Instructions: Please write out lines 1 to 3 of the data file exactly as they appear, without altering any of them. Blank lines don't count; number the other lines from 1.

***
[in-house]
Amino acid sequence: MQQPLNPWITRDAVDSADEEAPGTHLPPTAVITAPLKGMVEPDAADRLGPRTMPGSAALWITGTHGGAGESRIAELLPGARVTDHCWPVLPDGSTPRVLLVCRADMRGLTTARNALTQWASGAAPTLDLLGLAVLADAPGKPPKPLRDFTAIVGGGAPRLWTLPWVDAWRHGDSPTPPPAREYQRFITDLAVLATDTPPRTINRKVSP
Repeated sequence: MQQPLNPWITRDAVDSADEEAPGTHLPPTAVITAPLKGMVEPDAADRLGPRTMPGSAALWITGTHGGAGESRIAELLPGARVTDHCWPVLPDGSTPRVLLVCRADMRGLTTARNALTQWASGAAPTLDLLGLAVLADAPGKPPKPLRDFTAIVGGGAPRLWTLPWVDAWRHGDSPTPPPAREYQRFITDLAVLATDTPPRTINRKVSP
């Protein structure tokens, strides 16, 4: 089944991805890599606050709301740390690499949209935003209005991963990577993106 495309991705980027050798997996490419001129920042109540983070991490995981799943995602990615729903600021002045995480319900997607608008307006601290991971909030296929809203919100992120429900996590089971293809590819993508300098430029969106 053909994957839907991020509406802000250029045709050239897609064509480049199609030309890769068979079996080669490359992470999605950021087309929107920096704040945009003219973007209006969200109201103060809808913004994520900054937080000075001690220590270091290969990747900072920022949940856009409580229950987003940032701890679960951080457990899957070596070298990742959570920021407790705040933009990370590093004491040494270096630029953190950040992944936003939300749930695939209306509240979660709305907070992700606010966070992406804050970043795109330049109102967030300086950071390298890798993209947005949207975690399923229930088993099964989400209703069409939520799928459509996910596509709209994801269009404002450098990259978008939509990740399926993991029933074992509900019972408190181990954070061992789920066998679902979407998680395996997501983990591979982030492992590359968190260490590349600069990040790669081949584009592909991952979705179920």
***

[in-house]
Amino acid sequence: MQQPLNPWITRDAVDSADEEAPGTHLPPTAVITAPLKGMVEPDAADRLGPRTMPGSAALWITGTHGGAGESRIAELLPGARVTDHCWPVLPDGSTPRVLLVCRADMRGLTTARNALTQWASGAAPTLDLLGLAVLADAPGKPPKPLRDFTAIVGGGAPRLWTLPWVDAWRHGDSPTPPPAREYQRFITDLAVLATDTPPRTINRKVSP
Repeated sequence: MQQPLNPWITRDAVDSADEEAPGTHLPPTAVITAPLKGMVEPDAADRLGPRTMPGSAALWITGTHGGAGESRIAELLPGARVTDHCWPVLPDGSTPRVLLVCRADMRGLTTARNALTQWASGAAPTLDLLGLAVLADAPGKPPKPLRDFTAIVGGGAPRLWTLPWVDAWRHGDSPTPPPAREYQRFITDLAVLATDTPPRTINRKVSP